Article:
No kind words for Bill Shorten
I am not sure what the kind words for the opposition leader, Bill Shorten, were for (Karen Middleton, “The remaking of Bill Shorten”, March 19-25). He is the person who pushed through the turn-back-the-boats policy at the Melbourne ALP conference. It was and is appalling, but typical of Labor; bullying, opportunistic, racist and devoid of principle. And don’t mention human rights. Perhaps he and the Labor Party could make a U-turn, condemning the locking up of innocent people, and propose safe passage be given to asylum seekers from Indonesia to here. But I am not holding my breath. A plague on both their wretched houses, Labor and the Coalition.
– Stephen Langford, Paddington, NSW
Leaders who listen wanted
“The remaking of Bill Shorten” and Tony Windsor’s “Why I am running” (March 19-25) examine matters current such as tax, the environment, the NBN, education etc. Both articles also deal with political behaviour and standards. “What you walk by, you accept” as Tony Windsor quotes David Morrison. Both articles are set in the current context of disenchantment with political processes and behaviours, in Australia and elsewhere. The take-home messages are plain. If you respectfully listen to people, you will hear what they want their representatives to do. You do not have to spin to sell them what they ask for. If you take time to reflect on what they tell you and share your reflections, you will get an audience and retain your integrity. Mouthing the pap the machine feeds you turns people away. If leadership is finding a procession to get in front of, there is a massive procession wanting better political behaviour.
– Michael D. Breen, Robertson, NSW
Climate’s dire situation must be addressed
On reading Tony Windsor’s article I was tempted to get the next train to Tamworth to help him get re-elected in New England. It wasn’t just his support for Gonski, the NBN and sustainable resource management, it was Windsor’s desire to counteract the negative climate policies of former prime minister Tony Abbott. The damage done to investment in renewable energy by Abbott and his politically opportunistic colleagues has stalled the necessary transition in Australia from a fossil-fuel-based economy to one based on renewables. The world has just experienced the warmest February on record after a record January and record year. As Ugo Bardi wrote on his blog last week: “We may be seeing something that portends a major switch in the climate system; an unexpected acceleration of the rate of change.” Bardi asks, Is it time to switch to panic mode? I’m inclined to say yes, in which case only those who are committed to strong, even radical, action on mitigating climate change deserve to be elected to the Australian parliament.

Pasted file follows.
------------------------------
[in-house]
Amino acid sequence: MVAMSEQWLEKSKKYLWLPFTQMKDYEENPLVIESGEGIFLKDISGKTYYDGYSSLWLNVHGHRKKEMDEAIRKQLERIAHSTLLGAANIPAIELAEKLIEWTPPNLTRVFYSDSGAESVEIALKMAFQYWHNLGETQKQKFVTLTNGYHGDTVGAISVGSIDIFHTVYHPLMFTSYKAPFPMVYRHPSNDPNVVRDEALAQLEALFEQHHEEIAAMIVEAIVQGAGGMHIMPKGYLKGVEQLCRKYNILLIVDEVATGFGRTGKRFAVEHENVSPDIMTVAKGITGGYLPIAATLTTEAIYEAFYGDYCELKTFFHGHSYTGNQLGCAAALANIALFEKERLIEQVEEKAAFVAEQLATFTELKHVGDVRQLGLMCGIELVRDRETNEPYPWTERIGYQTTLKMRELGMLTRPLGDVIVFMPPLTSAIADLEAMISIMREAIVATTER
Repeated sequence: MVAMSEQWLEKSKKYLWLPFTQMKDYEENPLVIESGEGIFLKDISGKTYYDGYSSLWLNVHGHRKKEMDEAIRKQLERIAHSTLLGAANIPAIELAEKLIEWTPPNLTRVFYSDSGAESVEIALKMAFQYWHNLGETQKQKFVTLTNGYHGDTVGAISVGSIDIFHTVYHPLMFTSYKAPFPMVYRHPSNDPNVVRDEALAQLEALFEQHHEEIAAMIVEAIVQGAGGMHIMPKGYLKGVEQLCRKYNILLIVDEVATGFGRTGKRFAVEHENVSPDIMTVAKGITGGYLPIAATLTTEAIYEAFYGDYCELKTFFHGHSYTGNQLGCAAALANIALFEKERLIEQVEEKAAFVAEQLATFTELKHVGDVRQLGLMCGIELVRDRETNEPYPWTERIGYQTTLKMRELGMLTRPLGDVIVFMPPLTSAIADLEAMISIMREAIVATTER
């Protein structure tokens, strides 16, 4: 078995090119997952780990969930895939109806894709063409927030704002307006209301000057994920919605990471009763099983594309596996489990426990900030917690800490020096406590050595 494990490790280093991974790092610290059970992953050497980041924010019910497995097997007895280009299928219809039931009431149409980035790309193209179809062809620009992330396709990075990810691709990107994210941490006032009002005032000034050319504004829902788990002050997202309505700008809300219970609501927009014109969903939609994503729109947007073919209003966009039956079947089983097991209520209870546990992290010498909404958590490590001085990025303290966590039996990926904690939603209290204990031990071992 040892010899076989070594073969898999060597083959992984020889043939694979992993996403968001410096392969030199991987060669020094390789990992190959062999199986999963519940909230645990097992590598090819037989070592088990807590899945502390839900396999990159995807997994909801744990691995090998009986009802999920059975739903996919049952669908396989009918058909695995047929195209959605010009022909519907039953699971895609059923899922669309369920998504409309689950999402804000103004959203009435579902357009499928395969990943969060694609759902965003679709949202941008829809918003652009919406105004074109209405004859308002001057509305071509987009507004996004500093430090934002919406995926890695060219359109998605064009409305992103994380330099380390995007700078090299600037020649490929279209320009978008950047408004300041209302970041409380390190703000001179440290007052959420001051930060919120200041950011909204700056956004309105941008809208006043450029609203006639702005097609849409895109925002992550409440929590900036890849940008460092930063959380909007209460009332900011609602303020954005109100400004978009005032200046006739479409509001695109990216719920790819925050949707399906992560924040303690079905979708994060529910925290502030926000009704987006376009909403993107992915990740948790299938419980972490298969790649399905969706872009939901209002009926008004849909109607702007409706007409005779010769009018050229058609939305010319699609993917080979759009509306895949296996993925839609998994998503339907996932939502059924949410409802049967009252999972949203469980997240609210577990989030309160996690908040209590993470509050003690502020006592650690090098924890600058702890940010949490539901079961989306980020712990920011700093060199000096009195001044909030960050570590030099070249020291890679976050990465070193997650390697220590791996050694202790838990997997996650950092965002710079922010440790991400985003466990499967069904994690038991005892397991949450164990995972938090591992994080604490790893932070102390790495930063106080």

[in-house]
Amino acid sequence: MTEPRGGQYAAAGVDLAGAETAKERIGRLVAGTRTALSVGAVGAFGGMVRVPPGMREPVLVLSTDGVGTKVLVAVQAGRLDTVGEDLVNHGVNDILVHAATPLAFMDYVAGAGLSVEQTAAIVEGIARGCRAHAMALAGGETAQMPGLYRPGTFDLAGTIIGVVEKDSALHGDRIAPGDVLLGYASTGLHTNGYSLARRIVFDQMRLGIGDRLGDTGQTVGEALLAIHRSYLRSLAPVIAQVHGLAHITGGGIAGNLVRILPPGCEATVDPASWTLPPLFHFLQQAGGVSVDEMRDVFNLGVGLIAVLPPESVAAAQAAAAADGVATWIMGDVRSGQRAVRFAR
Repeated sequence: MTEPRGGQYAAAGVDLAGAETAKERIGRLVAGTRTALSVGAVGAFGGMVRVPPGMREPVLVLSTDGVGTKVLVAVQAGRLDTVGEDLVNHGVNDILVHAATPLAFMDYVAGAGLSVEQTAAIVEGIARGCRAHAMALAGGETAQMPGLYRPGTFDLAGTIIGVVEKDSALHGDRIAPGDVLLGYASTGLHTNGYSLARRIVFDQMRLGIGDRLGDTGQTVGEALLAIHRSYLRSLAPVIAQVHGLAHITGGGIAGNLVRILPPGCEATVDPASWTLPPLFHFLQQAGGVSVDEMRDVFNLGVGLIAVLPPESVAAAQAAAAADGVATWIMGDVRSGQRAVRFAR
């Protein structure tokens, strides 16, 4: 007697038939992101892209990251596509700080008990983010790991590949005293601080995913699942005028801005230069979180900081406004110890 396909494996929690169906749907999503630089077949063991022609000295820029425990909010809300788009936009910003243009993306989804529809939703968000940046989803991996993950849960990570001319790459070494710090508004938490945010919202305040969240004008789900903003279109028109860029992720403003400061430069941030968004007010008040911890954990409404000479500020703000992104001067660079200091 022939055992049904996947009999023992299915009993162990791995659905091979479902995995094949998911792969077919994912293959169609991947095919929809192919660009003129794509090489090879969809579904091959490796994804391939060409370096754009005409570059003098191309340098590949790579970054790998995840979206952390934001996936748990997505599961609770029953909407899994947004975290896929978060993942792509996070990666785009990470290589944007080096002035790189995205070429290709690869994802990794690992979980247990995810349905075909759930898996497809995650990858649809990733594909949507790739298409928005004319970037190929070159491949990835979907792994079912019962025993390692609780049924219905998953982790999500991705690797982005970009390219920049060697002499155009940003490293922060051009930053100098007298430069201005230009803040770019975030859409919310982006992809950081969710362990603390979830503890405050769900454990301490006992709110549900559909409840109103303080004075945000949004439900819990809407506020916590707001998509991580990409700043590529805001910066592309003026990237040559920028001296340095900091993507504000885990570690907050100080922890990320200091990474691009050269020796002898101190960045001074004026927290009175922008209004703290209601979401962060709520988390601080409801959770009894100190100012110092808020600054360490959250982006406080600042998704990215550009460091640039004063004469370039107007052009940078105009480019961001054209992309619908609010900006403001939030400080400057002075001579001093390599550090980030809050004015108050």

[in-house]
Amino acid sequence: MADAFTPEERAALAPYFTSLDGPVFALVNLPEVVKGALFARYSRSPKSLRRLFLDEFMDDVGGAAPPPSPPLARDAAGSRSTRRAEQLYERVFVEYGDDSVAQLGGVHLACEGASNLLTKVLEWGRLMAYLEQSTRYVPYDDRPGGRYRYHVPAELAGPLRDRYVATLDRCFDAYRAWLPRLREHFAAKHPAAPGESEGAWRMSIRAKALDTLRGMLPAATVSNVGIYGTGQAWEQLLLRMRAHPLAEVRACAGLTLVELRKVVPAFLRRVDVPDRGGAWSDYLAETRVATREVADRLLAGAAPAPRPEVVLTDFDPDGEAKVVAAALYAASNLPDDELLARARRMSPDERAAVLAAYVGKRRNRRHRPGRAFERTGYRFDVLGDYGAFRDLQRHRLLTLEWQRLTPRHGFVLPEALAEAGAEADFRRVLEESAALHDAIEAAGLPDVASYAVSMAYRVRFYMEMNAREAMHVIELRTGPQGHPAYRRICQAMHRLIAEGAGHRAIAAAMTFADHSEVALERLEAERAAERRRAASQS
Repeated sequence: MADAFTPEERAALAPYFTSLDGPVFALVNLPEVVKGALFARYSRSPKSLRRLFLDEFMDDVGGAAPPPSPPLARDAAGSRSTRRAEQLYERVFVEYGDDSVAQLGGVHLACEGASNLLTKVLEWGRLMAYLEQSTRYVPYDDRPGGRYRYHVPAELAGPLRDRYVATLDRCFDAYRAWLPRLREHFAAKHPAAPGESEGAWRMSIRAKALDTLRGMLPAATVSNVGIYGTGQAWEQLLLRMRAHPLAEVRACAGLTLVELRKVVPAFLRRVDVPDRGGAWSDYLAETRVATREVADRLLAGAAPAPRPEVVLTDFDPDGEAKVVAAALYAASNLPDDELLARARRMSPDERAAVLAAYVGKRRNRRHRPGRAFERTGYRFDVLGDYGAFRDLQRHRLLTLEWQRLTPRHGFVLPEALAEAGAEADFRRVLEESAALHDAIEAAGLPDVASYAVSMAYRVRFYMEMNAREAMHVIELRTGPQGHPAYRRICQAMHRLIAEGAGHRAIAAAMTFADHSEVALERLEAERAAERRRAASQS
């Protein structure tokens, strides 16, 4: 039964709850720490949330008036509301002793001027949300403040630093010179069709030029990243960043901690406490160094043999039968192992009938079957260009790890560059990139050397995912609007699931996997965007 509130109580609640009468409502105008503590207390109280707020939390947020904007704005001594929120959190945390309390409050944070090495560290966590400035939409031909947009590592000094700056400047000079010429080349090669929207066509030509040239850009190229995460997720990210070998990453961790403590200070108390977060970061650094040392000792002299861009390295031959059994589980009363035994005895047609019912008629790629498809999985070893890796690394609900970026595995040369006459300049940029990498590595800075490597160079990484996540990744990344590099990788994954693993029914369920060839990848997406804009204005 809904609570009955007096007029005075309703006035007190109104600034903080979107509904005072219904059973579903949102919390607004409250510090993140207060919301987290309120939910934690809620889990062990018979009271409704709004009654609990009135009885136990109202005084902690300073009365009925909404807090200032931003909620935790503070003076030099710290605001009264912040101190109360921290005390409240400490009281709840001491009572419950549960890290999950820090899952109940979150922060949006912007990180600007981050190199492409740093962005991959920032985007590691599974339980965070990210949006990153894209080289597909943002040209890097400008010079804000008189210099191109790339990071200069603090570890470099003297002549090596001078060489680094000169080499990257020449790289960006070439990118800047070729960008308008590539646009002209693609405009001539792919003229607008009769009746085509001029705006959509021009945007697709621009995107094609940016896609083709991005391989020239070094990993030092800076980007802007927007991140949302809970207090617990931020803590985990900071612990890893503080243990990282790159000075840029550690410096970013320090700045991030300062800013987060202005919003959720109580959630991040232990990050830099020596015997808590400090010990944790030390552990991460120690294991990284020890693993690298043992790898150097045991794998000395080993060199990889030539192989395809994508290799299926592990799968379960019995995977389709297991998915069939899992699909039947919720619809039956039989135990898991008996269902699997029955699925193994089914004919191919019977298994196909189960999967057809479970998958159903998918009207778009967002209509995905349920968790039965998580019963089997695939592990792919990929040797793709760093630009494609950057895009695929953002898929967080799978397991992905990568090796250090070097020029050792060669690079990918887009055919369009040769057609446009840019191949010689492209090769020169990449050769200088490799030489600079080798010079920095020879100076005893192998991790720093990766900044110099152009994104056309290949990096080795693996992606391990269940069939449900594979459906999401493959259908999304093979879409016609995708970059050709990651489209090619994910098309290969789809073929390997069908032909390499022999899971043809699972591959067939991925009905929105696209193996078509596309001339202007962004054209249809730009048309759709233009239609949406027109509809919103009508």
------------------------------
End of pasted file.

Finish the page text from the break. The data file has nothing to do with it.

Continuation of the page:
– Jenny Goldie, Michelago, NSW
PM losing out to Liberal right
Six months ago, following Malcolm Turnbull’s ascendance to the prime ministership, I was a committed Liberal voter full of happiness and confidence that finally we had a prime minister capable of leading the country in a clever and kind-hearted way (Editorial, “Schoolyard bullies”, March 19-25). Today I am seriously considering who I will vote for in the coming federal election. One thing I know for sure, if Malcolm Turnbull cannot persuade me he can control the mean-spirited, narrow-minded right of his party (the likes of Abbott, Abetz, Bernardi and Christensen), I will not be voting Liberal.
– Frank Pollard, Wurtulla, Qld
Our rights at stake in Lapoinya stoush
Bob Brown’s challenge to Tasmania’s draconian anti-protest laws (“Arresting voices”, March 19-25) may at least alert Australians to how paltry and precarious their rights really are in the absence of a bill of rights, unique among developed democracies. Brown reportedly will have to rely on the implied freedom of political communication that the High Court found in the unsuccessful 1990s defamation suit filed by the New Zealand prime minister David Lange against the ABC. The Tasmanian government is confident that it can rely on the sovereign powers of the state government, subject only to Commonwealth powers where they are in conflict. That the new legislation prescribes penalties wildly disproportionate to those with similar economic impacts elsewhere, and inexplicably protects a heavily subsidised industry that chronically haemorrhages both public money and environmental capital, will not be recognised as issues in the case. Despite the Paris climate agreement, Brown can expect little support from a Tasmanian opposition that is almost as hostile to conservation as the government.
– John Hayward, Weegena, Tas
Ways to hold shame at arm’s length
Liam Nilon’s letter (“Emotional twist in Ali’s story”, March 19-25) regarding the “alleged sufferings” of Ramazan Ali on Nauru says much about how inadequately we as individuals, and as a society, tolerate, let alone accept, negative emotions such as shame and guilt, and the ways in which we offset them. If suffering is “alleged” then plausible deniability helps us to avoid feeling shame. If information can be arbitrarily deemed “essential” (such as already well-explored motives to seek asylum), its absence casts further doubt on the integrity of the sufferer, helpfully quashing incipient empathic pain. When emotions are truly intolerable, projecting them onto the source allows us to blame the sufferer, their pain turned into audacity at attempting to manipulate us into sharing it. Empathy isn’t weakness: it is rigorous and requires courage and engagement. In order to embrace our shared responsibilities we need to practise acceptance of difficult feelings and our common, flawed humanity.
– Rosemary Sankey, Blackburn, Vic
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This article was first published in the print edition of The Saturday Paper on Mar 26, 2016.
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